Five Things to Do When You Feel Stuck

Most people reach a point on their healing journey when they feel stuck—like they don’t know how to (or don’t want to) move forward. Maybe you keep ending up at the same place with a particular issue or struggle.

If this sounds familiar, then you’re in good company. It’s a common experience on a recovery journey and part of the normal ebb and flow of healing. But it still requires an active response on our part. Here are some ways to approach getting stuck.

  1. Get curious.

In my experience, being stuck isn’t random or coincidental. It usually happens for a reason. Another way to look at being stuck is acknowledging resistance. We’ve avoided certain things because they are painful, so it’s natural to feel apprehensive about taking steps forward. Some questions you can ask yourself:

  • What is being stuck doing for me?
  • If I weren’t stuck, what would be my next move?
  • Am I experiencing the stuck feeling in my body? If it could speak, what would it say?
  1. Practice acceptance.

Acceptance is an essential recovery tool. Let me be clear: acceptance doesn’t mean that you resign yourself to being stuck and think, oh well, that’s just the way it is. It’s about accepting that getting stuck is part of the process and not stressing that it’s happening. Worrying about being stuck creates another layer of angst, and you end up focusing on the angst rather than being present to your experience.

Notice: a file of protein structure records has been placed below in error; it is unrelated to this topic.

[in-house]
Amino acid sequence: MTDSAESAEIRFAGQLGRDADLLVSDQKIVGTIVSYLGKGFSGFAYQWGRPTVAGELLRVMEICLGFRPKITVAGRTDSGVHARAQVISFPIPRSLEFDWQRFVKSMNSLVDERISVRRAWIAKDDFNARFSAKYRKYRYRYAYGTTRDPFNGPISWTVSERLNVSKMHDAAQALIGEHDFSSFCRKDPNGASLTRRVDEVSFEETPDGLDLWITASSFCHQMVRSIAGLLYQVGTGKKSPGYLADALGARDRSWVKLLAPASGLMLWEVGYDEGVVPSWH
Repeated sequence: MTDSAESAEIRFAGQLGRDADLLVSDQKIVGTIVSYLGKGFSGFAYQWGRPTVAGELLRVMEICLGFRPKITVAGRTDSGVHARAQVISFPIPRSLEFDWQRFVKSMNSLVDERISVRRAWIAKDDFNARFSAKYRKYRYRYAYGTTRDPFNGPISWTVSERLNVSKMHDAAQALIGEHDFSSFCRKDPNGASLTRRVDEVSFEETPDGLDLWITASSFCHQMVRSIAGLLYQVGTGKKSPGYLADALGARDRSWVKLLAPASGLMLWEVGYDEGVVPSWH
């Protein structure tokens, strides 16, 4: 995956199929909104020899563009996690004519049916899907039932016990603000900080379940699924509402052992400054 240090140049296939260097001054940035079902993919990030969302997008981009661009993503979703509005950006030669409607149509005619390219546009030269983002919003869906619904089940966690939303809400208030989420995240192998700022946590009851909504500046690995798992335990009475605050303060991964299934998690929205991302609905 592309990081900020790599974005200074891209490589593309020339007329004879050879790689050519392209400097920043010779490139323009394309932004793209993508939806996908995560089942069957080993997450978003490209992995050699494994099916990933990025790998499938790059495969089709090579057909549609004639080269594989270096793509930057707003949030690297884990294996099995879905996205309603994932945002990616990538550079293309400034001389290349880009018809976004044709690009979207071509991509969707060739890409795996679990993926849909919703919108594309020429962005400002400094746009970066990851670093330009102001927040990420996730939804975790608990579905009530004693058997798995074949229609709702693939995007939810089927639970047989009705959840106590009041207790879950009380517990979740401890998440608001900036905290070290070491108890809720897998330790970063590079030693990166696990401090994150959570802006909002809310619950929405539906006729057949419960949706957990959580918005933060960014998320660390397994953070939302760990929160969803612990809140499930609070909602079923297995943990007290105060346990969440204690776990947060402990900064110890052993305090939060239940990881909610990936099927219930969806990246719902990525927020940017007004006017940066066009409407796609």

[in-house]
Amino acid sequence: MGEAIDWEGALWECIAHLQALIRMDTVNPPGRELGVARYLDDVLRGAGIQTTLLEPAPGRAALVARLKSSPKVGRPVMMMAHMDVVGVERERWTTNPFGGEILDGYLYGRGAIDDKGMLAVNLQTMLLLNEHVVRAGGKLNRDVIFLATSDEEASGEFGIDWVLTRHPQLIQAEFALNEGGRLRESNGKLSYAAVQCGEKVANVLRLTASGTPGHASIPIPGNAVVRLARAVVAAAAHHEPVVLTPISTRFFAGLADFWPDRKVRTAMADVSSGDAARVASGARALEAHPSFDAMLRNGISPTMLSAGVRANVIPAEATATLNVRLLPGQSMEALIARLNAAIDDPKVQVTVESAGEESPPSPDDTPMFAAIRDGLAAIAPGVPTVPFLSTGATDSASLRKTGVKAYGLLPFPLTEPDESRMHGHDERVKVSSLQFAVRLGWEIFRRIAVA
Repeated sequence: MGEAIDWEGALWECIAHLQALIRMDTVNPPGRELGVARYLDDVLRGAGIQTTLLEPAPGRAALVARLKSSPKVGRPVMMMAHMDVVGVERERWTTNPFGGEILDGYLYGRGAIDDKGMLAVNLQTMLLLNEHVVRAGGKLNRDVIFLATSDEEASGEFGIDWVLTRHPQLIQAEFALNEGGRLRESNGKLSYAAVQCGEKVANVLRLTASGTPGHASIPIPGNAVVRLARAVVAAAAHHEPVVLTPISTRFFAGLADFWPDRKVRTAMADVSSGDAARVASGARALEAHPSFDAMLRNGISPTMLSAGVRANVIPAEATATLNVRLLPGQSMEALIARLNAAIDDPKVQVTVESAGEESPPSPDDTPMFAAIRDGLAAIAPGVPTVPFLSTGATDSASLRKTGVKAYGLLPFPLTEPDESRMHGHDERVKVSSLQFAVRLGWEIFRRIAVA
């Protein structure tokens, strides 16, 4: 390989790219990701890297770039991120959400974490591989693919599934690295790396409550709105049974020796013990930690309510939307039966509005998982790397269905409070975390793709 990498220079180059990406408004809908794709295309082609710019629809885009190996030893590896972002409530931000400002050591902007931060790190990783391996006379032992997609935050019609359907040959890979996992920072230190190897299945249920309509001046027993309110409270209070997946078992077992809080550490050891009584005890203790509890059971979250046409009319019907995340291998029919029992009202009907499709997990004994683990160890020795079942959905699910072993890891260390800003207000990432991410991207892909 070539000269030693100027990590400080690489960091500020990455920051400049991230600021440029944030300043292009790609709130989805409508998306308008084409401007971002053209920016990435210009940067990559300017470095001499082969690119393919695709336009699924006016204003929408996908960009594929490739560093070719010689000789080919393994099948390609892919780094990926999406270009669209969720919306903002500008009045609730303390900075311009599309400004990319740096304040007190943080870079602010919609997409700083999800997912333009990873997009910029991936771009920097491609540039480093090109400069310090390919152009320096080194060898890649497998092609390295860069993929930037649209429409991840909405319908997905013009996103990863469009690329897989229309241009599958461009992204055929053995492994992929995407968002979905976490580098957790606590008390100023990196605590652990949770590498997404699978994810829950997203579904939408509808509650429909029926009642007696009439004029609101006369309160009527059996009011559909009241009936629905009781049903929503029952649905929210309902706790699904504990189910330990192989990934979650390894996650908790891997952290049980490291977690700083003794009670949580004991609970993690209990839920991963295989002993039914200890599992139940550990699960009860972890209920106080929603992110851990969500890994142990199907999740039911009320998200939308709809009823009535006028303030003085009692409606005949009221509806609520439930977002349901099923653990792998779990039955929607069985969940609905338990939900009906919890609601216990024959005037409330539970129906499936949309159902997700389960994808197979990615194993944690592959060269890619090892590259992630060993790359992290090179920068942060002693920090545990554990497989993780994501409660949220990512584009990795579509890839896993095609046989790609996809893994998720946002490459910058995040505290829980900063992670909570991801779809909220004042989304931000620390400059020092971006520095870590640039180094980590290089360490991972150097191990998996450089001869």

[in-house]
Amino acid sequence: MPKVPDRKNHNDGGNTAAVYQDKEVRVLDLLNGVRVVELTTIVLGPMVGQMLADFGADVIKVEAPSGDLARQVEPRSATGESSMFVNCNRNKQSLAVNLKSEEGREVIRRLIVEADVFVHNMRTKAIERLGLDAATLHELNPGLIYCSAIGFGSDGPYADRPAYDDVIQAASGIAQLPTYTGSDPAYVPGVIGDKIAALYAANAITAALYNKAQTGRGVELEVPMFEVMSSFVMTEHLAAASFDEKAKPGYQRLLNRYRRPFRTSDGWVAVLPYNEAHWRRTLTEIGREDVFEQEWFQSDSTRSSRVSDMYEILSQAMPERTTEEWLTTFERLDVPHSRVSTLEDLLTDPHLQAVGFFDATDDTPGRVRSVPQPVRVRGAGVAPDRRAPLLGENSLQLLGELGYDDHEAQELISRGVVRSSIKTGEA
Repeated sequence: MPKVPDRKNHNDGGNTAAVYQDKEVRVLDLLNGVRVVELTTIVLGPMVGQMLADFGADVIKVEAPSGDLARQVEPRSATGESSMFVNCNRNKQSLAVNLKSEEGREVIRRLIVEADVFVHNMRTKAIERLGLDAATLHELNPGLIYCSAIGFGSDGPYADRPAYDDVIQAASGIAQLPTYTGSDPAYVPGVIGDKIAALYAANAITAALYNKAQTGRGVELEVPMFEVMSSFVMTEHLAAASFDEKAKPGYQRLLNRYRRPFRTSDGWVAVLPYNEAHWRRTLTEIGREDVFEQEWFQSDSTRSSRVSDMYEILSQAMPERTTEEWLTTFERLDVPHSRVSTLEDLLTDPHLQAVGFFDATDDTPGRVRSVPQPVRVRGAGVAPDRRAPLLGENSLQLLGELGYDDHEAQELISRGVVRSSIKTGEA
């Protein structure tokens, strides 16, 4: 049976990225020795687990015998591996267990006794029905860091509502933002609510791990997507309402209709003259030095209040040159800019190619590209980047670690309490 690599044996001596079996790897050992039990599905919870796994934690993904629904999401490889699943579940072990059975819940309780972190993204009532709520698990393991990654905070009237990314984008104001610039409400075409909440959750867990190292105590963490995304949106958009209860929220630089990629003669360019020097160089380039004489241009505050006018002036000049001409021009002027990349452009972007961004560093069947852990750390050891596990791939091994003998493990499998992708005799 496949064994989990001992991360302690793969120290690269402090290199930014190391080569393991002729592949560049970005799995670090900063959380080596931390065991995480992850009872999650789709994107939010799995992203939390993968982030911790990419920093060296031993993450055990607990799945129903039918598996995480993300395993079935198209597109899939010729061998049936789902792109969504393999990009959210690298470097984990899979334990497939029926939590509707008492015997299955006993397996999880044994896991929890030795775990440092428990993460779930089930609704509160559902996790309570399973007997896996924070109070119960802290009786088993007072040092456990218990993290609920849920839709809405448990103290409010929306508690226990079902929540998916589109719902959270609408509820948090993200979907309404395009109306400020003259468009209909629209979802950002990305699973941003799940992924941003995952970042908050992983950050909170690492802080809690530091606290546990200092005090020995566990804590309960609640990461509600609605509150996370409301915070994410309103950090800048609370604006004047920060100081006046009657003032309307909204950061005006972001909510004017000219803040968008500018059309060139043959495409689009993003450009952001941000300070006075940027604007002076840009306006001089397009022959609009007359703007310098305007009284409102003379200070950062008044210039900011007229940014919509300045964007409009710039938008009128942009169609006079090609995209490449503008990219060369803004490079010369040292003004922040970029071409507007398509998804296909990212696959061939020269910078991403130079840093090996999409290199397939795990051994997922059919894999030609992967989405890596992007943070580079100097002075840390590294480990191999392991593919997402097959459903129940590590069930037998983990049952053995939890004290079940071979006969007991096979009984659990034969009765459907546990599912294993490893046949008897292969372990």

1. Be patient.

Being stuck can feel uncomfortable, and sometimes there’s a tendency to rush to a solution. This doesn’t leave room for curiosity. Staying stuck indefinitely isn’t helpful, but looking for a quick answer may cause you to miss what the experience is trying to teach you. This is where trusting the process comes in handy—and where trusting the process can be really hard.

  1. Avoid judgment.

Judging yourself for being stuck isn’t helpful. This judgment often sounds like: Why am I not getting better faster? What’s wrong with me that this is taking so long? I need to get my act together. These kinds of thoughts can make the stuck feeling even stronger, and honestly, it’s one way not to move forward. If you’re stewing in self-judgment, you aren’t going anywhere but in circles.

  1. Do the next indicated thing.

It sometimes feels like you have to find THE right next step to move forward from being stuck, which can exacerbate the problem because it’s hard to know what THE right thing is. Pick something (healthy) and do it. It doesn’t matter if it feels monumental or tedious. Just do it. Some ideas:

  • Journal about the stuck feeling. What do you think and feel about it? When did you notice it kick in? Is there any part of you that’s afraid of being unstuck?
  • Connect with the stuck feeling and then express it creatively—paint, draw, collage. See what you learn.
  • Reach out to a recovery friend who is further down the road and ask if they’ll share experience, strength, and hope about their experiences of feeling stuck.
  • Move your body—walk, hike, dance.

Feeling stuck in your healing journey isn’t bad or goodit just is. If you allow yourself to be open to learning from it, you often will.

Peace on the journey,